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P04 Exploring the competency assessment required for pharmacists to undertake systemic anti-cancer therapy verification in paediatric haematology oncology
  1. Guerin Claire1,
  2. Richardson Neil1,
  3. Mullen Alex2,
  4. Kinnear Moira1,
  5. Souter Caroline1
  1. 1NHS Lothian
  2. 2University of Strathclyde

Abstract

Aim To gain consensus on the content required to develop a training plan and competency assessment tool for pharmacists to undertake systemic anti-cancer therapy (SACT) verification for paediatric haematology oncology patients; a high risk clinical pharmacy area.1

Method A two-stage Delphi style questionnaire, using a five point Likert scale, was distributed to pharmacists in the UK and Ireland.2 The extent to which they agreed or disagreed with a series of statements was rated. These statements covered seven key elements3:

  1. essential requirements for pharmacists working in cancer care areas;

  2. governance and patient safety;

  3. cancer biology and SACT;

  4. initiation of treatment;

  5. toxicity and oncological emergencies;

  6. prescription verification; and

  7. clinical application and assessment.

Consensus of opinion with each statement was set at ≥70% agreement.4 Where there was failure of agreement in round one, this was reassessed in round two.

Results The majority of respondents operated in principal treatment centres and had >5 years work experience. Consensus was reached in 80.3% of the statements asked in round one.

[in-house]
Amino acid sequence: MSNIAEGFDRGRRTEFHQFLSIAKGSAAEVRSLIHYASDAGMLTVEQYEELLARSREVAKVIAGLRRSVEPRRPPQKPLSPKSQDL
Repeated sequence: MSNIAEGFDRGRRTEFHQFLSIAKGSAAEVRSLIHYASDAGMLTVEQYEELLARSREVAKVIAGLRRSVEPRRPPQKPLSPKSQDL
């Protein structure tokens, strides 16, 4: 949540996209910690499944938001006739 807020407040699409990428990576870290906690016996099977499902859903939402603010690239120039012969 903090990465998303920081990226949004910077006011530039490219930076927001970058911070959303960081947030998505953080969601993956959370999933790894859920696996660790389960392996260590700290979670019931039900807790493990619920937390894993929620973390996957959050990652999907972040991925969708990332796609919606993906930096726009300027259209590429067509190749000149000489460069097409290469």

Consensus was not reached on whether a pharmacist would be required to be aware of the Lanksy and Karnofsky performance scales, whether they would be required to explain how to manage some oncological emergencies and how it was best to assess competence for the pharmacist’s clinical application of knowledge. These areas were further explored in round two and consensus was reached in 66.7% of the statements. Consensus was reached on how best to assess the competence of a pharmacist new to this high-risk area and advanced level pharmacist would need to demonstrate awareness of the Lanksy and Karnosfky performance scales. However, consensus was not reached on whether they would be able to explain and how to manage superior vena cava obstruction and increased intracranial pressure.

Conclusion A strong consensus was reached on the competency assessment required for pharmacists to undertake SACT verification in paediatric haematology oncology, and how best to conduct this assessment. These findings will be used to develop a training framework and evidence pack to traininexperienced pharmacists entering this high-risk clinical area. It will be distributed to the Children’s Cancer and Leukaemia Group principal treatment centres and members of Neonatal Paediatric Pharmacy Group – Paediatric Oncology Pharmacists sub-group.

References

  1. Cane J, O’Connor D, Michie S. Validation of the theoretical domains framework for use in behaviour change and implementation research. Implement Sci2012;7:37.

  2. Carrington C, Weir J, Smith P. The development of a competency framework for pharmacists providing cancer services. J Oncol Pharm Pract2011;17(3):168–78.

  3. Meyers RS, Costello-Curtin J. Implementing a paediatric pharmacy educational program for health-system pharmacists. Am J Pharm Educ2011;75(10):205.

  4. Powell C. The Delphi technique: Myths and realities. J Adv Nurs2003;41(4):376–82.

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